Subsequently, Stanford confirmed to the Government the grant of a nonexclusive license and formally notified the Government that it elected to retain title to the inventions under the Bayh-Dole Act. All three patents at issue contain the notation: “This invention was made with Government support under contracts AI27762-04 and AI27766-07 awarded by the National Institutes of Health. The Government has certain rights in this invention.”
In April, 2000, Stanford initiated licensing discussions with Roche but Roche countered and claimed ownership rights in the patents. When eventually sued, Roche contested, inter alia, Stanford’s ownership rights and standing. The district court granted Stanford’s motion for summary judgment, in part, finding that Roche’s ownership claims were barred by California’s statute of limitation, laches, and the Bayh-Dole Act. The court held that the Bayh-Dole Act negated an individual inventor’s assignment to Cetus “because it empowered Stanford to take complete title to the inventions.”
On appeal, the Federal Circuit reversed in part, finding that Roche possesses an ownership interest in the patents-in-suit that deprives Stanford of standing and that the election of title by Stanford under the Bayh-Dole Act does not void any prior, otherwise valid assignment of patent rights. More specifically, Stanford argued to the Federal Circuit that, in effect, while the government has the right, under certain circumstances, to choose to take action and title to patented inventions, if the government does not so choose then the university was allowed a “right of second refusal” to trump any individual assignment granted by an inventor. This theory, however, was rejected.
In its petition for writ, and in its reply brief, Stanford presses for clarity, arguing that a research institution’s rights flow from the Bayh-Dole Act and that by “making title to federally funded inventions depend on the ad hoc assignments of titles by individual inventors, the Federal Circuit has introduced a lack of clarity that is anathema to the statutory scheme.” Petitioner’s Reply Brief, pp. 5-6. We shall soon see if the Supreme Court agrees.
Global-Tech vs. SEB
On February 5, 2010, in SEB et al. v. Montgomery Ward, Global Tech and Pentalpha Enterprises, 594 F.3d 1360 (Fed. Cir. 2010), the Federal Circuit addressed “induced” infringement, affirming a jury and district court’s finding that co-defendant Pentalpha induced infringement by others of a patent directed to a “deep fryer” with an inexpensive plastic outer shell or skirt. The jury received evidence of Pentalpha’s sales to Sunbeam, Fingerhut, and Montgomery Ward, but there was “no evidence that [Pentalpha] was aware of the [patent-in-suit] before April 9, 1998” when it was notified that SEB brought suit against Sunbeam. SEB, nonetheless, argued:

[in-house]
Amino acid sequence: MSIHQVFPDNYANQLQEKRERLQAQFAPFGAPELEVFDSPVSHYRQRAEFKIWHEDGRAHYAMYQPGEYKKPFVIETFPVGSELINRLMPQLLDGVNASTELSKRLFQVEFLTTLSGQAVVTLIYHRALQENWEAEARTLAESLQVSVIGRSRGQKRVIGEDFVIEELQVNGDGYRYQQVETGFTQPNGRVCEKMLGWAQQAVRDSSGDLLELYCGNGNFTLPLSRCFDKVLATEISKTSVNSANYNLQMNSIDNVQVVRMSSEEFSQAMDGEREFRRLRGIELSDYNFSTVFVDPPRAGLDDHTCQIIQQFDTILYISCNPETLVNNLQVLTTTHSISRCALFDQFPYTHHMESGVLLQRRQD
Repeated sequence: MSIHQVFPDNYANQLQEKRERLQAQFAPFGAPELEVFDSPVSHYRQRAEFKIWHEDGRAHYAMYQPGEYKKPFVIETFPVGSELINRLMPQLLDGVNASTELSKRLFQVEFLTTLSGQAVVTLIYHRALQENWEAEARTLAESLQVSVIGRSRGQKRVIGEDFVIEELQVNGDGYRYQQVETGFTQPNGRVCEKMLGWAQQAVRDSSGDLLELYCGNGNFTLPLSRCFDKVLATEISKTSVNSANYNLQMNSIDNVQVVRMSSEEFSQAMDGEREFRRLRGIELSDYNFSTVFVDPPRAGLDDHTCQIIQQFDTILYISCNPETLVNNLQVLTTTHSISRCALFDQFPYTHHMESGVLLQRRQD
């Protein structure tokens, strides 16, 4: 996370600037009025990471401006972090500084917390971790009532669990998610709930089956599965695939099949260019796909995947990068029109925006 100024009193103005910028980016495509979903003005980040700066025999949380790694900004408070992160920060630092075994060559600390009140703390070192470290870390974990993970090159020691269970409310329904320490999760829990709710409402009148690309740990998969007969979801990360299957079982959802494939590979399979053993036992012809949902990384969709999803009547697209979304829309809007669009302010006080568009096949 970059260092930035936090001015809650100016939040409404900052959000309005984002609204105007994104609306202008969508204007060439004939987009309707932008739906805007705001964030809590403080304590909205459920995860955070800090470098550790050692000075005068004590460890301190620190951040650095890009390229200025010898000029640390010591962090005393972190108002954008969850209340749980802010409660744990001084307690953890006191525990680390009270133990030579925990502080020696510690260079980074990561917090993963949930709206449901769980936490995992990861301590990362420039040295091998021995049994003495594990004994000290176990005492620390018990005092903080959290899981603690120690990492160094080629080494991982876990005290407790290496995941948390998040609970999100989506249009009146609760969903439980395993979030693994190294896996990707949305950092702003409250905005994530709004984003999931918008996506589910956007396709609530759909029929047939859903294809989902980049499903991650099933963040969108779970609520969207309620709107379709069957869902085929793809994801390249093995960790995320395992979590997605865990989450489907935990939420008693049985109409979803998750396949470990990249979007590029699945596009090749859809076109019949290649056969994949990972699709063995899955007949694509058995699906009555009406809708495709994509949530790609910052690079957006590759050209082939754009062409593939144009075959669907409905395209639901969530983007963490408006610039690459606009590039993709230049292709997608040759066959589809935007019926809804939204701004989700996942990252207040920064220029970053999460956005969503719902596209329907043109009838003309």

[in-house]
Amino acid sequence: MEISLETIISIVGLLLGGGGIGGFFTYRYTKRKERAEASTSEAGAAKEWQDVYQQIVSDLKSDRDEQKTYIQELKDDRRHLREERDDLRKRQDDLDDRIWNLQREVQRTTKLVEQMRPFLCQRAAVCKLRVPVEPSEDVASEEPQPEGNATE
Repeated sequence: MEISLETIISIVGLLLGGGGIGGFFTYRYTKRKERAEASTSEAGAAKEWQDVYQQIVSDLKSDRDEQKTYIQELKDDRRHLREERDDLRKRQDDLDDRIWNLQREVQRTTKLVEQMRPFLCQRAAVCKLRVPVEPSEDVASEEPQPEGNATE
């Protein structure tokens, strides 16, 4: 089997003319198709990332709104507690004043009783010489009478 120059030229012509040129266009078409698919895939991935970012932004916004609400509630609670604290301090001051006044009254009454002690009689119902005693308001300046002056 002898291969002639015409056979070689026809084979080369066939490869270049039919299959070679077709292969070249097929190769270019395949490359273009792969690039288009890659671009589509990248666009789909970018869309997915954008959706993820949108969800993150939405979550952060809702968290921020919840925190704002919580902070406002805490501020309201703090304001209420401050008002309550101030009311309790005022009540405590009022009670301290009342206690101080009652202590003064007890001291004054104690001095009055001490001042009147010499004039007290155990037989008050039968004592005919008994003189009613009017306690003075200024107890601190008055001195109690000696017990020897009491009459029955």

[SEB is] saying that you could infer the specific intent to . . . encourage the infringement by the fact that [Pentalpha’s president] doesn’t disclose that [Pentalpha copied the SEB product] to the people doing the [patent] search. [Pentalpha] wants them to do a search that . . . is doomed to failure, and that that is enough, that a reasonable jury could infer that, specific intent . . . . Here is the argument. There are a zillion patent attorneys in New York City, [yet] [t]hey go to this guy in the middle of nowhere to do this patent search . . . . I don’t know what happened. I’m not in [Pentalpha’s President’s] head. I don’t know what he did. . . . I think it is . . . a reasonable argument, could a jury infer from those actions, if they chose to believe them in the way the plaintiffs want, that that was an indication that [he] understood that he was likely violating a patent, in fact violating a patent.
The question then, under Federal Circuit precedent, was whether without actual knowledge of the patent could Pentalpha be found to “induce” another’s infringement. Indeed, the Federal Circuit made clear previously, in DSU Medical v. JMS, 471 F.3d 1293 (Fed. Cir. 2006) (en banc), that under § 271 (b), inducement requires that the “alleged infringer knew or should have known his actions would induce actual infringement” and that this “necessarily includes the requirement that he or she knew of the patent.”